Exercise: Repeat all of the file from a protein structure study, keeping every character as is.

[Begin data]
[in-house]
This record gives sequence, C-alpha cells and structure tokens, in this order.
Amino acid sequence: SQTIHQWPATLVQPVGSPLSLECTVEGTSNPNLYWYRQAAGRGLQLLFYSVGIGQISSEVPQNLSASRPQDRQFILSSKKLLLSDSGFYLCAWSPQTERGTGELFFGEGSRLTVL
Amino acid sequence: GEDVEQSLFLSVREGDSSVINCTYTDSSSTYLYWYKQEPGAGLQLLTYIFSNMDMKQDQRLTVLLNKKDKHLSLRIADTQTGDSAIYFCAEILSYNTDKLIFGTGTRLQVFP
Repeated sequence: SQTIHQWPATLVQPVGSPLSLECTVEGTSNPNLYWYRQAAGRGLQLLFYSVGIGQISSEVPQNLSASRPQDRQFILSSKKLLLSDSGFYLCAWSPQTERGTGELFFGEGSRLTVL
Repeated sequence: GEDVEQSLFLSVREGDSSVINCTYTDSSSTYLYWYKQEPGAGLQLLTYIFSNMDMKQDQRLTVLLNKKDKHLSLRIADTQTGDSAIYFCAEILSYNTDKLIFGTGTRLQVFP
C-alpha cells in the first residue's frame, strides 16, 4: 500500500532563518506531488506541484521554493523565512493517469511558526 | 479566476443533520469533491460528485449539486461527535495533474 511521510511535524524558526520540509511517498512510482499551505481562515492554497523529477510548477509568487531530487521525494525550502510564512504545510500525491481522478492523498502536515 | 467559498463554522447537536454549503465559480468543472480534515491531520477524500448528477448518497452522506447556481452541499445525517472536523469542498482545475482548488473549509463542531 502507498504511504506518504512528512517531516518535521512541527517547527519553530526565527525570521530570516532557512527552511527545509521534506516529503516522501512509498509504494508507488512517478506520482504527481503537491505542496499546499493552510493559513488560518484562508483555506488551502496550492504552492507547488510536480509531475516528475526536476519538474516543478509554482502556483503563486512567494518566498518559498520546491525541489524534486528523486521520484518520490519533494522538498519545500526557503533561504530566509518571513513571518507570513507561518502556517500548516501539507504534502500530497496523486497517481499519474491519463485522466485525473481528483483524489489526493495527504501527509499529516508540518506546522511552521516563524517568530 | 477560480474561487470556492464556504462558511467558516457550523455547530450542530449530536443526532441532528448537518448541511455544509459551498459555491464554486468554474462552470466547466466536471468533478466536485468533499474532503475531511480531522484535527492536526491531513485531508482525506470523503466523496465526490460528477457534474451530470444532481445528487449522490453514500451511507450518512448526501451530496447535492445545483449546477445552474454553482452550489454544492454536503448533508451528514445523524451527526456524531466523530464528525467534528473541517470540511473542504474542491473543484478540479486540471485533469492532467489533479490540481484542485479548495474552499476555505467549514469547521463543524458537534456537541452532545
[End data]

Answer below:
[in-house]
This record gives sequence, C-alpha cells and structure tokens, in this order.
Amino acid sequence: SQTIHQWPATLVQPVGSPLSLECTVEGTSNPNLYWYRQAAGRGLQLLFYSVGIGQISSEVPQNLSASRPQDRQFILSSKKLLLSDSGFYLCAWSPQTERGTGELFFGEGSRLTVL
Amino acid sequence: GEDVEQSLFLSVREGDSSVINCTYTDSSSTYLYWYKQEPGAGLQLLTYIFSNMDMKQDQRLTVLLNKKDKHLSLRIADTQTGDSAIYFCAEILSYNTDKLIFGTGTRLQVFP
Repeated sequence: SQTIHQWPATLVQPVGSPLSLECTVEGTSNPNLYWYRQAAGRGLQLLFYSVGIGQISSEVPQNLSASRPQDRQFILSSKKLLLSDSGFYLCAWSPQTERGTGELFFGEGSRLTVL
Repeated sequence: GEDVEQSLFLSVREGDSSVINCTYTDSSSTYLYWYKQEPGAGLQLLTYIFSNMDMKQDQRLTVLLNKKDKHLSLRIADTQTGDSAIYFCAEILSYNTDKLIFGTGTRLQVFP
C-alpha cells in the first residue's frame, strides 16, 4: 500500500532563518506531488506541484521554493523565512493517469511558526 | 479566476443533520469533491460528485449539486461527535495533474 511521510511535524524558526520540509511517498512510482499551505481562515492554497523529477510548477509568487531530487521525494525550502510564512504545510500525491481522478492523498502536515 | 467559498463554522447537536454549503465559480468543472480534515491531520477524500448528477448518497452522506447556481452541499445525517472536523469542498482545475482548488473549509463542531 502507498504511504506518504512528512517531516518535521512541527517547527519553530526565527525570521530570516532557512527552511527545509521534506516529503516522501512509498509504494508507488512517478506520482504527481503537491505542496499546499493552510493559513488560518484562508483555506488551502496550492504552492507547488510536480509531475516528475526536476519538474516543478509554482502556483503563486512567494518566498518559498520546491525541489524534486528523486521520484518520490519533494522538498519545500526557503533561504530566509518571513513571518507570513507561518502556517500548516501539507504534502500530497496523486497517481499519474491519463485522466485525473481528483483524489489526493495527504501527509499529516508540518506546522511552521516563524517568530 | 477560480474561487470556492464556504462558511467558516457550523455547530450542530449530536443526532441532528448537518448541511455544509459551498459555491464554486468554474462552470466547466466536471468533478466536485468533499474532503475531511480531522484535527492536526491531513485531508482525506470523503466523496465526490460528477457534474451530470444532481445528487449522490453514500451511507450518512448526501451530496447535492445545483449546477445552474454553482452550489454544492454536503448533508451528514445523524451527526456524531466523530464528525467534528473541517470540511473542504474542491473543484478540479486540471485533469492532467489533479490540481484542485479548495474552499476555505467549514469547521463543524458537534456537541452532545